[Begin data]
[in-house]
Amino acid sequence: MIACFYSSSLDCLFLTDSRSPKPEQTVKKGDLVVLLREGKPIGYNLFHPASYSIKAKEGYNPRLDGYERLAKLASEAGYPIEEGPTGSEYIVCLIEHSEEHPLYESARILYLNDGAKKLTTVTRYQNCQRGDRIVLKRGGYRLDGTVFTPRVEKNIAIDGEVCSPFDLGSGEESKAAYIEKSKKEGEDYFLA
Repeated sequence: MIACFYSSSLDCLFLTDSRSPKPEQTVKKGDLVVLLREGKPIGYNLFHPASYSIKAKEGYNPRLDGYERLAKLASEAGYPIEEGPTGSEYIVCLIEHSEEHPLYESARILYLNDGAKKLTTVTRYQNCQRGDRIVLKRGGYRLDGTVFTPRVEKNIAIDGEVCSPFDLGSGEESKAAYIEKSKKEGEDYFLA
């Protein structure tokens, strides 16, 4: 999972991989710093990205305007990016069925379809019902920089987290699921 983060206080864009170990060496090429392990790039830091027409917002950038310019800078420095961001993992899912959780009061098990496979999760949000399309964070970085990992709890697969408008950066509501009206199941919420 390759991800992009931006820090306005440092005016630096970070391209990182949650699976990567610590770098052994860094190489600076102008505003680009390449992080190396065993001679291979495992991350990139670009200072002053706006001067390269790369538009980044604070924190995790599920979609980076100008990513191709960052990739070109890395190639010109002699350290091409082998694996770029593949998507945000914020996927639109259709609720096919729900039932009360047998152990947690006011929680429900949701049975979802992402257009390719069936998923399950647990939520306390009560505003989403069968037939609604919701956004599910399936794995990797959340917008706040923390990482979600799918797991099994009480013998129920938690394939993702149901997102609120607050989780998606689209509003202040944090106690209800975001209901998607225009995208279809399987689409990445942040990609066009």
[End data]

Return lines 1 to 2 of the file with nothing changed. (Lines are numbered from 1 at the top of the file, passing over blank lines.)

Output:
[in-house]
Amino acid sequence: MIACFYSSSLDCLFLTDSRSPKPEQTVKKGDLVVLLREGKPIGYNLFHPASYSIKAKEGYNPRLDGYERLAKLASEAGYPIEEGPTGSEYIVCLIEHSEEHPLYESARILYLNDGAKKLTTVTRYQNCQRGDRIVLKRGGYRLDGTVFTPRVEKNIAIDGEVCSPFDLGSGEESKAAYIEKSKKEGEDYFLA